Research ethics in japanese higher education: Faculty attitudes and cultural mediation [Book Review]
David Bourget (Western Ontario)
David Chalmers (ANU, NYU)
Rafael De Clercq
Ezio Di Nucci
Jack Alan Reynolds
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Journal of Academic Ethics 6 (3):181-195 (2008)
Principles of research ethics, derived largely from Western philosophical thought, are spreading across the world of higher education. Since 2006 the Japanese Ministry of Education has required universities in Japan to establish codes of ethical conduct and ensure that procedures are in place to punish research misconduct. Drawing on semi-structured interviews with 13 academics in a research-intensive university in Japan, this paper considers how research ethics is interpreted in relation to their own practice. Interviewees articulated a range of ethical issues connected with data gathering and interpretation, applying for and using research funds, relationships with peers and research subjects, and the dissemination of results. The paper also explores the effect of personal values and cultural norms on the Japanese interpretation of research ethics identifying the impact in terms of the treatment of graduate research students and decision-making processes.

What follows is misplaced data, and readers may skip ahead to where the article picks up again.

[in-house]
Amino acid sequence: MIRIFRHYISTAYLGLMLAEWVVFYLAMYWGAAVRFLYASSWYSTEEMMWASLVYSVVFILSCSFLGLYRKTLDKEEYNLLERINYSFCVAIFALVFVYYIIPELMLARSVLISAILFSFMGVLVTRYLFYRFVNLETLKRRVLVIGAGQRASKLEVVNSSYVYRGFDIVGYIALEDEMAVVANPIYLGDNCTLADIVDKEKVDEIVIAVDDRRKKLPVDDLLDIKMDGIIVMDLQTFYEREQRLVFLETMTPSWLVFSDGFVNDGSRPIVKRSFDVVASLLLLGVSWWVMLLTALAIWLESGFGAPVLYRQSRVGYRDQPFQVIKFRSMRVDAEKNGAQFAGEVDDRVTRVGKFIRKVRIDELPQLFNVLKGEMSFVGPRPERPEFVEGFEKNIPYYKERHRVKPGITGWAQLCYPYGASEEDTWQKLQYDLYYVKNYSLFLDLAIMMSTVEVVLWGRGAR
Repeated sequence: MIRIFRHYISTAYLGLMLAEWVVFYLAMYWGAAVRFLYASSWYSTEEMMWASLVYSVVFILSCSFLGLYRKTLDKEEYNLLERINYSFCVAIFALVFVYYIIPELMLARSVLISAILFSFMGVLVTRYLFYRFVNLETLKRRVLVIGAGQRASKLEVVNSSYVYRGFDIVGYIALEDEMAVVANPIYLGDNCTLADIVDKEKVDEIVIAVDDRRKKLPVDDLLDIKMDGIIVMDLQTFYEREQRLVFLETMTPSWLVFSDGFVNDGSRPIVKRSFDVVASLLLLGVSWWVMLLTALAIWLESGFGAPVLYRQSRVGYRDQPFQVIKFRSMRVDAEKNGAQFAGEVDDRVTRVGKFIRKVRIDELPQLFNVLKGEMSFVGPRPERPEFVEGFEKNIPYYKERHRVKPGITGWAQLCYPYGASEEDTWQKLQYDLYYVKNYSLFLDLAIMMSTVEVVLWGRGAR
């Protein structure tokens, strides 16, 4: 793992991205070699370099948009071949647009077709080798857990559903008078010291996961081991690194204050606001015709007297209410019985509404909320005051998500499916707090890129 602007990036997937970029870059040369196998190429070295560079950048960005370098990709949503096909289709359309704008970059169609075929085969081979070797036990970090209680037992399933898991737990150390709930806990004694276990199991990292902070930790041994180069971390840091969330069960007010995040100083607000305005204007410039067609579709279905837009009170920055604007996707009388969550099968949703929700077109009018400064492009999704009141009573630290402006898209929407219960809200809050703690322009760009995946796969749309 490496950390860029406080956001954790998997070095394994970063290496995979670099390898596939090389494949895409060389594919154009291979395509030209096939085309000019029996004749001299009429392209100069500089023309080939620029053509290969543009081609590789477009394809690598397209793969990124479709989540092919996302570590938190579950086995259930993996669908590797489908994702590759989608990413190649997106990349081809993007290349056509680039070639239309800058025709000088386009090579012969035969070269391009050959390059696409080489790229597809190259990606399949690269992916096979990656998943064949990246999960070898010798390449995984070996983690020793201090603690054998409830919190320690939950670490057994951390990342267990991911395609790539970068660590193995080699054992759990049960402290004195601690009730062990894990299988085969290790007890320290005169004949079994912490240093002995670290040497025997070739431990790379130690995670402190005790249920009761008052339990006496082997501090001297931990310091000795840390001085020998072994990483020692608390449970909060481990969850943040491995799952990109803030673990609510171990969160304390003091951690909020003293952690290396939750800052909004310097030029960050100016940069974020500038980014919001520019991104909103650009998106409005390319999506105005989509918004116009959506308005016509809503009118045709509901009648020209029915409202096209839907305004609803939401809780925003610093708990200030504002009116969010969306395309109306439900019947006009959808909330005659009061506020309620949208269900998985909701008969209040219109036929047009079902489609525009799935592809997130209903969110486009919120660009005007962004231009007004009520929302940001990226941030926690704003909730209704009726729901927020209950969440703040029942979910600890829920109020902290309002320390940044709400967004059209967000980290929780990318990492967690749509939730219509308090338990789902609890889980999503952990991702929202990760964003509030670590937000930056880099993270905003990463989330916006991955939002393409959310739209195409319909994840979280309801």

|Keywords||Research ethics, Personal values, Cultural mediation Japan|
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References found in this work BETA
Tom L. Beauchamp (2009). Principles of Biomedical Ethics. Oxford University Press.
Paul M. McNeill (1993). The Ethics and Politics of Human Experimentation. Cambridge University Press.
Michael D. Fetters (1998). The Family in Medical Decision Making: Japanese Perspectives. Journal of Clinical Ethics 9 (2):132.
Akira Akabayashi & Brian T. Slingsby (2003). Biomedical Ethics in Japan: The Second Stage. Cambridge Quarterly of Healthcare Ethics 12 (3):261-264.
Citations of this work BETA
Sara R. Jordan & Phillip W. Gray (2013). Research Integrity in Greater China: Surveying Regulations, Perceptions and Knowledge of Research Integrity From a Hong Kong Perspective. Developing World Bioethics 13 (3):125-137.
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